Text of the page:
The Flaming Lips - The Flaming Lips & Heady Fwends

The Flaming Lips - The Flaming Lips & Heady Fwends
Album Reviews

A reminder of what a great band the Flips actually are.



Label: Bella Union
Released: 30th July 2012
Reviewer: Simone Scott Warren
As anyone who has ever had the unadulterated joy of catching the Flaming Lips live can attest, our Oklahoma heroes are without challenger to the title of ultimate psychedelic party band. But stripped of all the puppets and giant hands, balloons and confetti, you're often left with an uncomfortable truth; Wayne Coyne's voice is kinda weak. With a cast of such impressive cohorts, from Bon Iver to Nick Cave via Tame Impala, you can't help but worry that they'll show up his cracked vocals. Fortunately we're left here with a reminder of musically, just what a great band the Flips themselves actually are.

Sure, it's no Yoshimi or Soft Bulletin, and the album title itself is awful beyond belief, but stacked up against 2009's 'Embryonic', it's easy to see who's won this particular battle. After all, it's a great achievement alone when you have a duet with Yoko Ono, and that turns out to not be the most batshit crazy track on your album; that award goes to the Neon Indian collaboration, 'Is David Bowie Dying?', which teeters on the verges of 'unlistenable' but just about manages not to fall over the edge. Elsewhere, the duet with Ke$ha finds the dirty pop princess earning her punk rock stripes as a madcap female Iggy Pop impersonator, and is genuinely as bombastic as hell, whilst the Edward Sharpe & The Magnetic Zeros number, 'Helping The Retarded Know God', may be appallingly monikered, but at its most beautiful, feels like a sweet sweet port, in a storm of feedback induced insanity.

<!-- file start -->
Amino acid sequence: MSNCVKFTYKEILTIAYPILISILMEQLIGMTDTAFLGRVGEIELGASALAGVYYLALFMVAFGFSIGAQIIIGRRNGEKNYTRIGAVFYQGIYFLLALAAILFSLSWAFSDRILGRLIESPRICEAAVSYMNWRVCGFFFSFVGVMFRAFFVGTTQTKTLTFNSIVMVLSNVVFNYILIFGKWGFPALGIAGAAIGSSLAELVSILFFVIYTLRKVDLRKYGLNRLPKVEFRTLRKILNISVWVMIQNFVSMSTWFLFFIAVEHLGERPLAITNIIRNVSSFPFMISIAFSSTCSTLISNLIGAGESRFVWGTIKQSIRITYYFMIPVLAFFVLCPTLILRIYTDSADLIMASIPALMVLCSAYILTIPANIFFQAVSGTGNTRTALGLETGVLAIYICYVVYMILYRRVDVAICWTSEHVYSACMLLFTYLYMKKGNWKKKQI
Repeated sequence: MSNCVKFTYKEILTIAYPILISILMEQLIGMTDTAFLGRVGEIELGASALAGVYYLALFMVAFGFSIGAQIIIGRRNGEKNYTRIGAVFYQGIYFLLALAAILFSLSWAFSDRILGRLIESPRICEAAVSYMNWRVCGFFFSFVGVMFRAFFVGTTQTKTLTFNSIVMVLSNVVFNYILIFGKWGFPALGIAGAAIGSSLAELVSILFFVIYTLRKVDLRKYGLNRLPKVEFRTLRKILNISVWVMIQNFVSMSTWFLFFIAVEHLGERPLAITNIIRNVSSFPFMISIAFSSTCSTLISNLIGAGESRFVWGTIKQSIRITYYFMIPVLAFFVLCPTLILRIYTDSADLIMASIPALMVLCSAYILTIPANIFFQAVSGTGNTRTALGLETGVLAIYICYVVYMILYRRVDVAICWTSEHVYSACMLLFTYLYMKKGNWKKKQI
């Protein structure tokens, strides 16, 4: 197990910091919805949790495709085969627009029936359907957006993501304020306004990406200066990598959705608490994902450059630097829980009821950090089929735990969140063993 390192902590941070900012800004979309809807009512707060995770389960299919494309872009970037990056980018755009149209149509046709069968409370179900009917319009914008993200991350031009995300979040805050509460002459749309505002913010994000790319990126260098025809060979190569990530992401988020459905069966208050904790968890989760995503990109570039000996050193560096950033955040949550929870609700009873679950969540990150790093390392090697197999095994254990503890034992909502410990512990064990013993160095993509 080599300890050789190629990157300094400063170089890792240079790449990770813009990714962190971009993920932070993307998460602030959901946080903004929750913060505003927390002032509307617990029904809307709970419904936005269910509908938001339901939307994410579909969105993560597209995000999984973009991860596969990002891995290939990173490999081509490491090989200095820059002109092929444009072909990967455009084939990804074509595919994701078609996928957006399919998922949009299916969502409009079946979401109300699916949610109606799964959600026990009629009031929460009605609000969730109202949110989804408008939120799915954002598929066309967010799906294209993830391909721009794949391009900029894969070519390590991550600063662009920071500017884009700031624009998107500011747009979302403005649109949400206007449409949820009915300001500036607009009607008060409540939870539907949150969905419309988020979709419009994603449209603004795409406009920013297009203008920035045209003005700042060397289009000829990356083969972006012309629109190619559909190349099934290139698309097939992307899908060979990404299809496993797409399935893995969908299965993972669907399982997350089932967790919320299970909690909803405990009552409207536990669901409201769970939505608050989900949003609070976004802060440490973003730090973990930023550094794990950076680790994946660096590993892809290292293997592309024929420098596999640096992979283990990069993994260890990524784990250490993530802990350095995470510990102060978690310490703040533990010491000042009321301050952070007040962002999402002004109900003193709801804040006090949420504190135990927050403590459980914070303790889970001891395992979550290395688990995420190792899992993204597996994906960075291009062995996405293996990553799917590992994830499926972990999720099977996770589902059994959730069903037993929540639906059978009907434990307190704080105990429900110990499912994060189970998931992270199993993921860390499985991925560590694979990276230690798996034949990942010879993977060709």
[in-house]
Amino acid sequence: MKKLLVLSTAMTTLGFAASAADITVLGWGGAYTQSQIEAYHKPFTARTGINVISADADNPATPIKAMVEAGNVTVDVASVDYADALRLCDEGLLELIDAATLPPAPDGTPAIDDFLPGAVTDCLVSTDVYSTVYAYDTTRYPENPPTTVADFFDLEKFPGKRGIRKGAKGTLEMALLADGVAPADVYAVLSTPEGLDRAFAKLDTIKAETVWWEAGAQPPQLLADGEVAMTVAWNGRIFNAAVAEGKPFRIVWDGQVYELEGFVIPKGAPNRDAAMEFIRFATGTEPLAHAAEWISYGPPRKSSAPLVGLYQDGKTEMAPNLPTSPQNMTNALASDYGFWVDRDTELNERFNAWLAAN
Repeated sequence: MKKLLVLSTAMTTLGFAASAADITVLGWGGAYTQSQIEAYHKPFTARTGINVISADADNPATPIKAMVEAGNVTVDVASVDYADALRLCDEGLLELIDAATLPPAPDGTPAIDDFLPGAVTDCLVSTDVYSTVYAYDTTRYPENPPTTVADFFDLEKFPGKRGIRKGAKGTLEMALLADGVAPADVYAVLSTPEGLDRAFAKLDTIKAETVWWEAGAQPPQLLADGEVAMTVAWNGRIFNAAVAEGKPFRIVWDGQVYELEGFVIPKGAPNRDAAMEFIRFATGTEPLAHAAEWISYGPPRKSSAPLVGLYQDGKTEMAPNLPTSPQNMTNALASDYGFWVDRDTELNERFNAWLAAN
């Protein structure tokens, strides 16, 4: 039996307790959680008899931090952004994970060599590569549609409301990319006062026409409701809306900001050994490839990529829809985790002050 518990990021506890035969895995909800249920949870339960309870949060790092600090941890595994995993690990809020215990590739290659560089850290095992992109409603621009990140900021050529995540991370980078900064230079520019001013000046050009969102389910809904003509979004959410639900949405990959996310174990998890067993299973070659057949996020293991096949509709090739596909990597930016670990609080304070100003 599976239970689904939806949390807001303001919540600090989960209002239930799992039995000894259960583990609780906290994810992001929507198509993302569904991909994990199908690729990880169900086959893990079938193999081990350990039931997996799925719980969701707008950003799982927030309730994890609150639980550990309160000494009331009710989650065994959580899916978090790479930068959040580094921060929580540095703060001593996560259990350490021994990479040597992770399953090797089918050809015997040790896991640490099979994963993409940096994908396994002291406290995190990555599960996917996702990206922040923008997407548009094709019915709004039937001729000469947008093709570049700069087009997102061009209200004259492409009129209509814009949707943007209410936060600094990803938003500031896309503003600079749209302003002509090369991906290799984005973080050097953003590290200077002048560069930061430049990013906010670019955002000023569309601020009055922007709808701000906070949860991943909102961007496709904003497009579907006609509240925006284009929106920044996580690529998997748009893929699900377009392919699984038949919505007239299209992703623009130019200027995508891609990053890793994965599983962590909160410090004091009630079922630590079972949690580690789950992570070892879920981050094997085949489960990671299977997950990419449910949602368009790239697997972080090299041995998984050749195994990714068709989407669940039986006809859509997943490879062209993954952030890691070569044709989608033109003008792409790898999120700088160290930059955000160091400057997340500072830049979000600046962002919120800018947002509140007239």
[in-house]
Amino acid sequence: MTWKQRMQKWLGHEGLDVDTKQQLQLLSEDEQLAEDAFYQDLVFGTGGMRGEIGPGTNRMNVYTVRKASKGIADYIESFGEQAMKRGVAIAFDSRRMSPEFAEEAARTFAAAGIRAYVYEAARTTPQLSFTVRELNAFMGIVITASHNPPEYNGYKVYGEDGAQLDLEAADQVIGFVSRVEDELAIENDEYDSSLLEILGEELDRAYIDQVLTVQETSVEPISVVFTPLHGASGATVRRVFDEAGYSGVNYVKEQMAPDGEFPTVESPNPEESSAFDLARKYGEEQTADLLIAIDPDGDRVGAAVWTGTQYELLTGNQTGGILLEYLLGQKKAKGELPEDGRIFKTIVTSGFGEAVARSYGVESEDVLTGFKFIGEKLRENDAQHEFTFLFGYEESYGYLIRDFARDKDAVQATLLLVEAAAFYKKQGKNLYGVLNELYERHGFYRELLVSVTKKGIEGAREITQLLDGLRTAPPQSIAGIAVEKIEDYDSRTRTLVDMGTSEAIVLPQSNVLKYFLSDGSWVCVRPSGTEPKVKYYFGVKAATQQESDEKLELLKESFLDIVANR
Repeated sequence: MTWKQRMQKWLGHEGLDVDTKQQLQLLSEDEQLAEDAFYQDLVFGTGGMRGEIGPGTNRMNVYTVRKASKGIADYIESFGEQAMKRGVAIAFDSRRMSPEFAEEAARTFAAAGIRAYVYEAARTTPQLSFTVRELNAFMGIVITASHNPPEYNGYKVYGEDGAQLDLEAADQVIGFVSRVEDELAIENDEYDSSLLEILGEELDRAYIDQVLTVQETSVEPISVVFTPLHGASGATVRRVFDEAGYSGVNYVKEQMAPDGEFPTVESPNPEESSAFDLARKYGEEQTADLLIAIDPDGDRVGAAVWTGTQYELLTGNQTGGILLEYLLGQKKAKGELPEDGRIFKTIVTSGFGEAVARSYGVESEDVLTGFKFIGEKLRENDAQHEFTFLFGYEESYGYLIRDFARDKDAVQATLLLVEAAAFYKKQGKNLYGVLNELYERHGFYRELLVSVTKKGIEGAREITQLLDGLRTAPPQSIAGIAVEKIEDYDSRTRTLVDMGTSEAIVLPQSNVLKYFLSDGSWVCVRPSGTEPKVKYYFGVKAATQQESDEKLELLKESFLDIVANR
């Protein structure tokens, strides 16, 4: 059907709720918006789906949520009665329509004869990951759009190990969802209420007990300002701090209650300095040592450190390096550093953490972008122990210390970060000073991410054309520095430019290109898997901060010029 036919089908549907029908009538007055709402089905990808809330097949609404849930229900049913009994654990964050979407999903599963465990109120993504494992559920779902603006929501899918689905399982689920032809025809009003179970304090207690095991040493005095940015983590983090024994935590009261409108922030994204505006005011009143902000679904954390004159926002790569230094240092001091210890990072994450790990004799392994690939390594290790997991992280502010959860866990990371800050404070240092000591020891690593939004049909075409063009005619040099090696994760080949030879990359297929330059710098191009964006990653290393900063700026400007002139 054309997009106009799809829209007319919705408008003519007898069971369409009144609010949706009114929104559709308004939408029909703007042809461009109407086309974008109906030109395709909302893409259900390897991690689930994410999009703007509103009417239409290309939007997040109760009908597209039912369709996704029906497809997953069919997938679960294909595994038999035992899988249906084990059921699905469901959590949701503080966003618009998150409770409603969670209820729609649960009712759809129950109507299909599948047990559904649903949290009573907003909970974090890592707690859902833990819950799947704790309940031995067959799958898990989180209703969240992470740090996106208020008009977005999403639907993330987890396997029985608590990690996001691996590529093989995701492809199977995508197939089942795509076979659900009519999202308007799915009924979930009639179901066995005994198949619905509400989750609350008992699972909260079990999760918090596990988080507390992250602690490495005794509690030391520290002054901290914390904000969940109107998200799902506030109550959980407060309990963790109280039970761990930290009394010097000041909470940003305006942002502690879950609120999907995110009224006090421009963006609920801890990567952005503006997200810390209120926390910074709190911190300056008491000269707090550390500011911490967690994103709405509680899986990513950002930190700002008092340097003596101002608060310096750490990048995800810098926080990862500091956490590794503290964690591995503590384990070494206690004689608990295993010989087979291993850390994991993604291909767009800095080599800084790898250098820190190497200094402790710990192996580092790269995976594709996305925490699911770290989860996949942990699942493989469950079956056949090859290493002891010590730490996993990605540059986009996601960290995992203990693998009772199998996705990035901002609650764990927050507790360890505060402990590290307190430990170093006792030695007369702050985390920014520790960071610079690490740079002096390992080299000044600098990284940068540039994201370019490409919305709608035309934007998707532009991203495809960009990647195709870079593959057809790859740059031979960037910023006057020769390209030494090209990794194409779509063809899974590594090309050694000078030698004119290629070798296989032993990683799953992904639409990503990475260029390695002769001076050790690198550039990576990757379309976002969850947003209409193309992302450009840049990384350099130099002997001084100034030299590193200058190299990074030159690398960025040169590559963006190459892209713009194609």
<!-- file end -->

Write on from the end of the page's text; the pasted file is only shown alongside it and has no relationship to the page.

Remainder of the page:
But it's Erykah Badu who properly steals the show with that ten minute long cover of 'The First Time Ever I Saw Your Face', after what might be considered by those of a more cynical persuasion as a brilliantly timed pre-release PR Spat. Whilst we'll never know whether it would have made it into original songwriter Ewan Macoll's 'Chamber Of Horrors' - the area of his record collection wherein he kept every cover version of the song - Badu vocally soars above and beyond every other track on the album, and despite the length, still manages to make this feel like the most commercially viable 'single'. Guess that proves, once and for all, you really can kiss her glittery ass.
Rating: 7/10
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